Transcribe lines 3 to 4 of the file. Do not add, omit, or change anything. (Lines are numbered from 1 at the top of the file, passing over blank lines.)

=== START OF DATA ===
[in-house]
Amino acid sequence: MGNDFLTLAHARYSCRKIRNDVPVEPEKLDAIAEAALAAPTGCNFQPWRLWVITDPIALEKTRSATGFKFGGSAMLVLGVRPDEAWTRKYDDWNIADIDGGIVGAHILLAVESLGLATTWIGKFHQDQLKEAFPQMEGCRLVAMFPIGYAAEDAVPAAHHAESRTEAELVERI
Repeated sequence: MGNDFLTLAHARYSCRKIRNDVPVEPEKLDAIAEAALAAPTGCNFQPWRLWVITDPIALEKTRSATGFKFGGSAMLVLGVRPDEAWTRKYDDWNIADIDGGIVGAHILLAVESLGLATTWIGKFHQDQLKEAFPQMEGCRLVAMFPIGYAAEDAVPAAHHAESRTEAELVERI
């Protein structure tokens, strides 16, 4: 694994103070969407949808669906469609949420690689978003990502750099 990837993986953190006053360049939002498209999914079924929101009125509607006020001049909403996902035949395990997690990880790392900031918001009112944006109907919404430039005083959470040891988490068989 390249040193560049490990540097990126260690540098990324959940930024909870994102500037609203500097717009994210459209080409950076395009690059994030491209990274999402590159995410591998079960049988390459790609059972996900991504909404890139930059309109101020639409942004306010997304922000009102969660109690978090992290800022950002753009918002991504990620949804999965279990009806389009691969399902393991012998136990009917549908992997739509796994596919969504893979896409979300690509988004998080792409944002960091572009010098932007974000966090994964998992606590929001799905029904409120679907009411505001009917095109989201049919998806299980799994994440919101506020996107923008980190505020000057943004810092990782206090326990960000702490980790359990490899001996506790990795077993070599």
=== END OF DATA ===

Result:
Repeated sequence: MGNDFLTLAHARYSCRKIRNDVPVEPEKLDAIAEAALAAPTGCNFQPWRLWVITDPIALEKTRSATGFKFGGSAMLVLGVRPDEAWTRKYDDWNIADIDGGIVGAHILLAVESLGLATTWIGKFHQDQLKEAFPQMEGCRLVAMFPIGYAAEDAVPAAHHAESRTEAELVERI
């Protein structure tokens, strides 16, 4: 694994103070969407949808669906469609949420690689978003990502750099 990837993986953190006053360049939002498209999914079924929101009125509607006020001049909403996902035949395990997690990880790392900031918001009112944006109907919404430039005083959470040891988490068989 390249040193560049490990540097990126260690540098990324959940930024909870994102500037609203500097717009994210459209080409950076395009690059994030491209990274999402590159995410591998079960049988390459790609059972996900991504909404890139930059309109101020639409942004306010997304922000009102969660109690978090992290800022950002753009918002991504990620949804999965279990009806389009691969399902393991012998136990009917549908992997739509796994596919969504893979896409979300690509988004998080792409944002960091572009010098932007974000966090994964998992606590929001799905029904409120679907009411505001009917095109989201049919998806299980799994994440919101506020996107923008980190505020000057943004810092990782206090326990960000702490980790359990490899001996506790990795077993070599």